10×40 tents in Uganda

In the northern city of Kinshasa, the only shelter in town for 20 people is a 20×30 tent.

In the city of Mafuku, which has a population of about 200, the shelter is about the size of a bus stop.

“In my area, it’s like a refugee camp,” said Maungwi Mwaga, whose house is about 20 meters (yards) from a 20-meter (yards)-wide tent.

“There are a lot of tents.

They’re just not used.”

The tent’s roof is covered in a white sheet that is ripped from the ceiling, a common practice for tents in the area.

The water is so high that the waterlogged tent falls apart if it hits water sources.

The tents are a source of livelihood for a community of nomads.

For the past two years, they have been making a living out of the rainforest by providing a temporary shelter to the community.

The people living in the villages of the Kinsha region are nomads, and they are forced to make a living by living in a tent.

As the rainfalls come in, people begin gathering to gather food and gather firewood, but the tents are too high to sleep in and they have to move on, said Mwanga.

Mwamba said that he lives in the forest and earns about $400 a month.

But he has no access to food or water.

He has to find a way to survive.

The tent camp is the only one in town that does not have a water source.

It’s a place that people live, Mwambis father told Al Jazeera.

He said he lives like this because he doesn’t have any other way to get water or food.

“The tents are here to stay.

We’re the only ones in town who are not using them,” Mwabe said.

For a community that has to survive, Mwa’s tent camp provides an alternative.

He’s worried about his son’s health.

“My son is in hospital with a fever,” Mwa said.

He and his wife have been staying at the tent camp since September.

Mwa lives in a small village called Nyonya, where the family has lived for over 50 years.

The village is about 100 meters (330 feet) from the city center.

Mwana Mwabue, who works as a farmer, said that the tent city has been their livelihood for the last 30 years.

“We work the land, and then we sleep on the ground,” Mwana said.

“When I first arrived here, I had a lot to do. “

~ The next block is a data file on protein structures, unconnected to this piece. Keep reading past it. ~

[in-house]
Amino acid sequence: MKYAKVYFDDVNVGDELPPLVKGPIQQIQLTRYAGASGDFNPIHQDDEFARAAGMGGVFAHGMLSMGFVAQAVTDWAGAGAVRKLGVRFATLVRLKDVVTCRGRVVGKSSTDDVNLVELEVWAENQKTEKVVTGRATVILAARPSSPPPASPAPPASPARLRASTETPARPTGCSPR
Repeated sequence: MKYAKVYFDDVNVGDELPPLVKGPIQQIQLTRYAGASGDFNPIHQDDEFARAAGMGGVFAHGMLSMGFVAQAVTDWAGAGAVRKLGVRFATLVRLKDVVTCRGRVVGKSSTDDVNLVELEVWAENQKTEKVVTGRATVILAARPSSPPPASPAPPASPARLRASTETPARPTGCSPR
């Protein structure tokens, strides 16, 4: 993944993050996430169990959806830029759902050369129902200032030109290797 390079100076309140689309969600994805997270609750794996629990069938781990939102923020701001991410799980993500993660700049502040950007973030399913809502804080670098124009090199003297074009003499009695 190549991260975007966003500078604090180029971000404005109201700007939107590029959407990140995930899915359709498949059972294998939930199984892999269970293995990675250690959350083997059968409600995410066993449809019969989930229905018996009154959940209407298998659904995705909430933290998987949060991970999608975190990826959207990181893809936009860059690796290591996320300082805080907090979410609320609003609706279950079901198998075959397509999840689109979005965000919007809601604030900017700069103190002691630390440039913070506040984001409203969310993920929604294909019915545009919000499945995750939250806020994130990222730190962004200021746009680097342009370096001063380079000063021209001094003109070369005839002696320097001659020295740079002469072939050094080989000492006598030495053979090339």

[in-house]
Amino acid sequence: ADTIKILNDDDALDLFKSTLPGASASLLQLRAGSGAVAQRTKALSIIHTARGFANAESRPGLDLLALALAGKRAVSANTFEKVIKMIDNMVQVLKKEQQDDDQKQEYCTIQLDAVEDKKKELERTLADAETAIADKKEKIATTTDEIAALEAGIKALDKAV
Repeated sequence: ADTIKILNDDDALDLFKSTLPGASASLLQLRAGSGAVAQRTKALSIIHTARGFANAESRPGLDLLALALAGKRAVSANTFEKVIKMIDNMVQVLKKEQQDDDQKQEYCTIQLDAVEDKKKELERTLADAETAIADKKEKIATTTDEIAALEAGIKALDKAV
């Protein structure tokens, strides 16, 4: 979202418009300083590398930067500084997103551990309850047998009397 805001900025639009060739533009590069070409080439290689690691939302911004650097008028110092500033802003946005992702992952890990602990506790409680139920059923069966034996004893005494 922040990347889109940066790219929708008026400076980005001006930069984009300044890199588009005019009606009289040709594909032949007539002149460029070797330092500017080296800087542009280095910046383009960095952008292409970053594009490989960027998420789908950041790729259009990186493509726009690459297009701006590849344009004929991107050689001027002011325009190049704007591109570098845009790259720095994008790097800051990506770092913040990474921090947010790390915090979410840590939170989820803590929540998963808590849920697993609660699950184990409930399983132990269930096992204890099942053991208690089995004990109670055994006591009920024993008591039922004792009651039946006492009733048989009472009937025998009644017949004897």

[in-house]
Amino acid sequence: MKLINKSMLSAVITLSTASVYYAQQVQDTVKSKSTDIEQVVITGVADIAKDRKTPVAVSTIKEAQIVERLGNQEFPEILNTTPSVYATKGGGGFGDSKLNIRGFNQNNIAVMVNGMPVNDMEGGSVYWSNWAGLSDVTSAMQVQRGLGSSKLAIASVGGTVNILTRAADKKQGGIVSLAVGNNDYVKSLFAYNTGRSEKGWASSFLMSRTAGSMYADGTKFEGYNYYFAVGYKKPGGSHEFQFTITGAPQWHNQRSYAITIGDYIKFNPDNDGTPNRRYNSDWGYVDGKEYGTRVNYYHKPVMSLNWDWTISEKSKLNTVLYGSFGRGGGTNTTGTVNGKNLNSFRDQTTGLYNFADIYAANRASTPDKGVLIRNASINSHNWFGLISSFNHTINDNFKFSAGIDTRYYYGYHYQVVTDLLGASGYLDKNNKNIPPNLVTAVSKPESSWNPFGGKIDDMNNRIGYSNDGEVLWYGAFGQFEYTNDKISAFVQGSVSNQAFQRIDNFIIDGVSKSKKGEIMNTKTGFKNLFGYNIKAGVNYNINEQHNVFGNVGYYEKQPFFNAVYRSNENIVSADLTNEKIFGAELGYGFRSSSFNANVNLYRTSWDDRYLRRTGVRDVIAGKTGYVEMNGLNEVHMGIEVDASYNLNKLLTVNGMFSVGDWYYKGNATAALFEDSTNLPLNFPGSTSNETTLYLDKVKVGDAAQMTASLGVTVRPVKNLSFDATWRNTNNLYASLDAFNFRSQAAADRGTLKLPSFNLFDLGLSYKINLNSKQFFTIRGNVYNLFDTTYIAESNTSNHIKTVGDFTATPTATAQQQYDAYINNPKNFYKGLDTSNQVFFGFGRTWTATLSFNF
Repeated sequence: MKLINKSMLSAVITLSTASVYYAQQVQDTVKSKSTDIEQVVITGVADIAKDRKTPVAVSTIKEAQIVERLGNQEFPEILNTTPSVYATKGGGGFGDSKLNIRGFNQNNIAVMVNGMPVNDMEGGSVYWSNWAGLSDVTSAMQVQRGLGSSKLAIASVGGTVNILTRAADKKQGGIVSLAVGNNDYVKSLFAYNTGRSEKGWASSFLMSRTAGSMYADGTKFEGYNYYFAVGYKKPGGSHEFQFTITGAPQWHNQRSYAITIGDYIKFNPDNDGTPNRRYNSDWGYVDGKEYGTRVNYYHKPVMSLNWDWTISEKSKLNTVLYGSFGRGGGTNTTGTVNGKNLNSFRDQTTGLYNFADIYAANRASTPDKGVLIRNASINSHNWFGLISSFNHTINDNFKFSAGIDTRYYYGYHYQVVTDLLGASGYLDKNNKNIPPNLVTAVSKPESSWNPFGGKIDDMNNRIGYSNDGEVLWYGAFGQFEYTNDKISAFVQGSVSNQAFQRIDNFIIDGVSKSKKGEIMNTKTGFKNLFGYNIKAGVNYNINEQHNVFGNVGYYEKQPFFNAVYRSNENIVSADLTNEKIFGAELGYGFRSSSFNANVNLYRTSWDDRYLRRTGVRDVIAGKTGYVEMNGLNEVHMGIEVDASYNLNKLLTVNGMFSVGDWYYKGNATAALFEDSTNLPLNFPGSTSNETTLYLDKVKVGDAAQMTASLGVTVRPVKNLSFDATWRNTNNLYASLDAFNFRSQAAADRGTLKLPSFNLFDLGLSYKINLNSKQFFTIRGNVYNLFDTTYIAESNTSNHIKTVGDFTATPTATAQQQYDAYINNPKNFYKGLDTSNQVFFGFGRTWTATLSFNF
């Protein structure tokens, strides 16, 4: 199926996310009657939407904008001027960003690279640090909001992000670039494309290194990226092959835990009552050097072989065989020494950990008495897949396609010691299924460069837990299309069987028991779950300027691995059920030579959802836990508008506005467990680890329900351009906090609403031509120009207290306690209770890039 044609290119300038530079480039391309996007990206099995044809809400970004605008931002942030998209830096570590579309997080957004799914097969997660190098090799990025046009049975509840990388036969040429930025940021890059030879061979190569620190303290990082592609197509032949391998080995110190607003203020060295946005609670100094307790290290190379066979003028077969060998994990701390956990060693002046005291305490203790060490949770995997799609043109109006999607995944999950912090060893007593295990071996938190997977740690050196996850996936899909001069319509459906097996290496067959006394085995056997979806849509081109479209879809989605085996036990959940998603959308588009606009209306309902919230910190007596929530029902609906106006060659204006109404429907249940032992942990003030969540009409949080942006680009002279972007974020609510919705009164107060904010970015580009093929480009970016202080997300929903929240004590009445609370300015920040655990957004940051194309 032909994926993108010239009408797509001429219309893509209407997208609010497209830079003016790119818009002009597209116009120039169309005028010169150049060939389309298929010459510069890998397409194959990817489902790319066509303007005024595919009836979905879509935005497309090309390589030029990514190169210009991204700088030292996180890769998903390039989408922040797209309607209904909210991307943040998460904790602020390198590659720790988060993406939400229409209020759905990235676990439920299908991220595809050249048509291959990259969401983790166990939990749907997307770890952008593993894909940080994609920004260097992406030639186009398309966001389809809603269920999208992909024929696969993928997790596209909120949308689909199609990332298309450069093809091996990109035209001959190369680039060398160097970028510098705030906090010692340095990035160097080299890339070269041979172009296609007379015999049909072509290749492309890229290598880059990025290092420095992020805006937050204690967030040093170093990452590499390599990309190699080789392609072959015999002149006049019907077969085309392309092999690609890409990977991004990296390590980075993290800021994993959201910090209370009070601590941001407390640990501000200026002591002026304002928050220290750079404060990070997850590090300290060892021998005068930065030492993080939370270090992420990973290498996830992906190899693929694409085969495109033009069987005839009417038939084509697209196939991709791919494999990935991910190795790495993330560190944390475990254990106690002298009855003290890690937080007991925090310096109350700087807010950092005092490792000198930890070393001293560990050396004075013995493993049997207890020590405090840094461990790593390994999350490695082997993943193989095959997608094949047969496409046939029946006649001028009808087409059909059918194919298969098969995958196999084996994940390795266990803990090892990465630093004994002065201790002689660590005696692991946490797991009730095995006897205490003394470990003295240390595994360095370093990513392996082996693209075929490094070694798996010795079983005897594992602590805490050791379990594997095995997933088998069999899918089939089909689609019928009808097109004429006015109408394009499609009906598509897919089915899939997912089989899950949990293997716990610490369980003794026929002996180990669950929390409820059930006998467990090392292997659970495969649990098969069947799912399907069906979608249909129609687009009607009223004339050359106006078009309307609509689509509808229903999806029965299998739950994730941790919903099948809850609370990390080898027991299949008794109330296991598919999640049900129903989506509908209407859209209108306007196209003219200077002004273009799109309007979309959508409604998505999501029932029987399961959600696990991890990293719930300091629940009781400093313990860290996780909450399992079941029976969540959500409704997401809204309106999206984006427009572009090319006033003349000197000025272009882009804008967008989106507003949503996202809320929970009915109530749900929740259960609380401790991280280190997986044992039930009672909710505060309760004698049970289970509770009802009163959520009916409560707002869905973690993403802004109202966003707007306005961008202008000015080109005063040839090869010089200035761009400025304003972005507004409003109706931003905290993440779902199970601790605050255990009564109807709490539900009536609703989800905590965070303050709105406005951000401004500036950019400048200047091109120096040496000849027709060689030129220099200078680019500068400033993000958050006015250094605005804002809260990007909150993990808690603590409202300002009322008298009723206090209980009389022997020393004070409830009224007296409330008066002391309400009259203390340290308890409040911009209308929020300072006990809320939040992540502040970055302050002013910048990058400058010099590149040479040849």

Even though we are refugees, we are still our own people,” Mwalis father added.

“When I first arrived here, I had a lot to do.

The camp is also a source for medicine, as the community uses the water from the water source for hygiene. “

It’s been a good life for me.”

The camp is also a source for medicine, as the community uses the water from the water source for hygiene.

But the villagers also have to take care of the animals that come from the neighboring village.

Mwalimu Mwala, who is in his 60s, said he is not a hunter, but he does hunt.

“Before I came to the tent town, the people hunted for their food and I had to take it, but now I don’t have to,” he said.

The villagers have started making charcoal for cooking food, but there are no other sources of fuel.

Mwoala Mwabo said that they do not have any electricity or water in the camp, and that the only source of electricity is the generator.

But since the generator is not in the tent, it does not function.

“Some people in town use it to run the generator, and others have to buy it from a neighboring village,” Mwanama said.

Many of the people living on the camps doorstep rely on their own means to survive and live.

Some of the villagers say that the people in the camps are not helping them and they do nothing.

“If you don’t help them, they will be like the poor,” Mwangu Mwanam said.

Mwanamba Mwaba, the man who lives in his tent, said, “I don’t know what to do now.

I have to leave this place.”

Mwa Mwampeni, a 40-year-old woman, said she wants to leave the tent.

She said that she cannot support her family.

“Every day I have a headache and a cough.

It hurts so much,” she said.

She has been sleeping in her tent for about two months, and Mwanima Mwamosi said she does not sleep at night.

“What we can do is work.

We do not want to be homeless,” Mwoamisi said. 

“The tents and the animals are not the problem.

The problem is our culture. People do